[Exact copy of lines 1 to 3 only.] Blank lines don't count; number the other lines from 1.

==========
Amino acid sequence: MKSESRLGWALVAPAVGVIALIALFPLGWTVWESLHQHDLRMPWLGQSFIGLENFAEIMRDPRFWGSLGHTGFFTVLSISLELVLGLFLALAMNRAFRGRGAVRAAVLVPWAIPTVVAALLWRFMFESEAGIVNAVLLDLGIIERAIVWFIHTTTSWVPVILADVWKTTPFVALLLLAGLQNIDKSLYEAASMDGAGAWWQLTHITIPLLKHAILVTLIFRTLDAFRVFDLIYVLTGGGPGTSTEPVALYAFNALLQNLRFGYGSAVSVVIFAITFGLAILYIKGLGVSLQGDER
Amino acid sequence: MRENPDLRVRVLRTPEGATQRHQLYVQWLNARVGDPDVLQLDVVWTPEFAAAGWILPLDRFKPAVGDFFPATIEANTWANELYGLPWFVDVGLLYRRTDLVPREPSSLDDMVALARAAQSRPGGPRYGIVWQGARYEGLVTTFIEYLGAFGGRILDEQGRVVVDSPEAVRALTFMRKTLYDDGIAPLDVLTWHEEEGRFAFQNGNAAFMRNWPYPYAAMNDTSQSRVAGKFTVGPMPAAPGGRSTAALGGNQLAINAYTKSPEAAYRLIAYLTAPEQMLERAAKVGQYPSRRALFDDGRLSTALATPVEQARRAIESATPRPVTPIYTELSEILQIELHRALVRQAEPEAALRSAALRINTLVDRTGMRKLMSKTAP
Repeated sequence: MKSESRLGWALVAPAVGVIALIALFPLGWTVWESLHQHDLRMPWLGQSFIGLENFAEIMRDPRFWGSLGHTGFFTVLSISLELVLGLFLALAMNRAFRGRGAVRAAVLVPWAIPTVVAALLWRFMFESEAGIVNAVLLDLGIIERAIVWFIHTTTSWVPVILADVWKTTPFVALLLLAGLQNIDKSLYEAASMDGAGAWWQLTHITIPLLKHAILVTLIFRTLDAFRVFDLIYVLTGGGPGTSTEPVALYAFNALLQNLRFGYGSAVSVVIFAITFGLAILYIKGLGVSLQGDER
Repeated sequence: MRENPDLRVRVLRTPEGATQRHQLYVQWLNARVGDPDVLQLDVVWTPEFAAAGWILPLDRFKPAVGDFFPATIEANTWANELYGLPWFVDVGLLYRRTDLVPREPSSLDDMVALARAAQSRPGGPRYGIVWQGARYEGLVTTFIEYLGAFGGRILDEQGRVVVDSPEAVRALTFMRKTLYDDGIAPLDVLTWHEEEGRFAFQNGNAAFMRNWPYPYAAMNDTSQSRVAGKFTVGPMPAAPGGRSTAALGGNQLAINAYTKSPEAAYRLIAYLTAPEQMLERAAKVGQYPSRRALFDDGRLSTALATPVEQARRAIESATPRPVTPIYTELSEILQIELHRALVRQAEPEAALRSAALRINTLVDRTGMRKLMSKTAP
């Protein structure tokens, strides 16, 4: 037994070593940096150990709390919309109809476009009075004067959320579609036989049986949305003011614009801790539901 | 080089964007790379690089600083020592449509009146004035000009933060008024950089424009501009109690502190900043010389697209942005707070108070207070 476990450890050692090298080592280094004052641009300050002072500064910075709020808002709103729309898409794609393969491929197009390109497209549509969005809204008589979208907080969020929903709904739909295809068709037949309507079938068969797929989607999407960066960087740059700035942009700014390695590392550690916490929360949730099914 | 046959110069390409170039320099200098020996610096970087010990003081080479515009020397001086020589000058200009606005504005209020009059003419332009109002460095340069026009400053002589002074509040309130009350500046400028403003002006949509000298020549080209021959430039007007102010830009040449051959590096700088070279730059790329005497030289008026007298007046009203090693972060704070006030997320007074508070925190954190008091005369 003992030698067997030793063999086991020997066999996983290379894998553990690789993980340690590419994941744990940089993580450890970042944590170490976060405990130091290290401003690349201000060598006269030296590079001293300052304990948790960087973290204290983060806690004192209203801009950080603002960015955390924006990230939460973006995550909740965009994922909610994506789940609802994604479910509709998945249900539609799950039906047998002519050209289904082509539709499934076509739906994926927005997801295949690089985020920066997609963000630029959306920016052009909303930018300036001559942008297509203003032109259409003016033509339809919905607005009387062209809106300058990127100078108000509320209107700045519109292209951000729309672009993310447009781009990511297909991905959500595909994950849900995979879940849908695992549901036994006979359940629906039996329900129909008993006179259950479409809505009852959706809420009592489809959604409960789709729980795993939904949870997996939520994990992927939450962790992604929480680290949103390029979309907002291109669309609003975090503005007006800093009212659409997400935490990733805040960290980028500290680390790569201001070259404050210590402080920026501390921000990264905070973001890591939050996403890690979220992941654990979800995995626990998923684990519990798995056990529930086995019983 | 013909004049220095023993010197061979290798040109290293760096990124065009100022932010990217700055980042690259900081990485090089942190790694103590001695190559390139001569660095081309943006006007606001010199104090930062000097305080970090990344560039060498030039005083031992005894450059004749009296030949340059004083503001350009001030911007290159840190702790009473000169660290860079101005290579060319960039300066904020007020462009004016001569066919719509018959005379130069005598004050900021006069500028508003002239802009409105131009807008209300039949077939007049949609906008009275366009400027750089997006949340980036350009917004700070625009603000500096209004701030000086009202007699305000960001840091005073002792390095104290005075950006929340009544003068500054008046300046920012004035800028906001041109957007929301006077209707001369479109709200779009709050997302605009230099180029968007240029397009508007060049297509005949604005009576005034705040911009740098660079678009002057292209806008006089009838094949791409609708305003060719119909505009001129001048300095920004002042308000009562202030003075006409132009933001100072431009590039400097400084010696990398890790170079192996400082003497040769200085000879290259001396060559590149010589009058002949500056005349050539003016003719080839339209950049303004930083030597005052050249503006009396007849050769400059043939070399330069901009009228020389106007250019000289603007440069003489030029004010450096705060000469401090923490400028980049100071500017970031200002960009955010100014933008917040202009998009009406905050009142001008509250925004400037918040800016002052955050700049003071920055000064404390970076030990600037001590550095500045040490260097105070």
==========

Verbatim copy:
Amino acid sequence: MKSESRLGWALVAPAVGVIALIALFPLGWTVWESLHQHDLRMPWLGQSFIGLENFAEIMRDPRFWGSLGHTGFFTVLSISLELVLGLFLALAMNRAFRGRGAVRAAVLVPWAIPTVVAALLWRFMFESEAGIVNAVLLDLGIIERAIVWFIHTTTSWVPVILADVWKTTPFVALLLLAGLQNIDKSLYEAASMDGAGAWWQLTHITIPLLKHAILVTLIFRTLDAFRVFDLIYVLTGGGPGTSTEPVALYAFNALLQNLRFGYGSAVSVVIFAITFGLAILYIKGLGVSLQGDER
Amino acid sequence: MRENPDLRVRVLRTPEGATQRHQLYVQWLNARVGDPDVLQLDVVWTPEFAAAGWILPLDRFKPAVGDFFPATIEANTWANELYGLPWFVDVGLLYRRTDLVPREPSSLDDMVALARAAQSRPGGPRYGIVWQGARYEGLVTTFIEYLGAFGGRILDEQGRVVVDSPEAVRALTFMRKTLYDDGIAPLDVLTWHEEEGRFAFQNGNAAFMRNWPYPYAAMNDTSQSRVAGKFTVGPMPAAPGGRSTAALGGNQLAINAYTKSPEAAYRLIAYLTAPEQMLERAAKVGQYPSRRALFDDGRLSTALATPVEQARRAIESATPRPVTPIYTELSEILQIELHRALVRQAEPEAALRSAALRINTLVDRTGMRKLMSKTAP
Repeated sequence: MKSESRLGWALVAPAVGVIALIALFPLGWTVWESLHQHDLRMPWLGQSFIGLENFAEIMRDPRFWGSLGHTGFFTVLSISLELVLGLFLALAMNRAFRGRGAVRAAVLVPWAIPTVVAALLWRFMFESEAGIVNAVLLDLGIIERAIVWFIHTTTSWVPVILADVWKTTPFVALLLLAGLQNIDKSLYEAASMDGAGAWWQLTHITIPLLKHAILVTLIFRTLDAFRVFDLIYVLTGGGPGTSTEPVALYAFNALLQNLRFGYGSAVSVVIFAITFGLAILYIKGLGVSLQGDER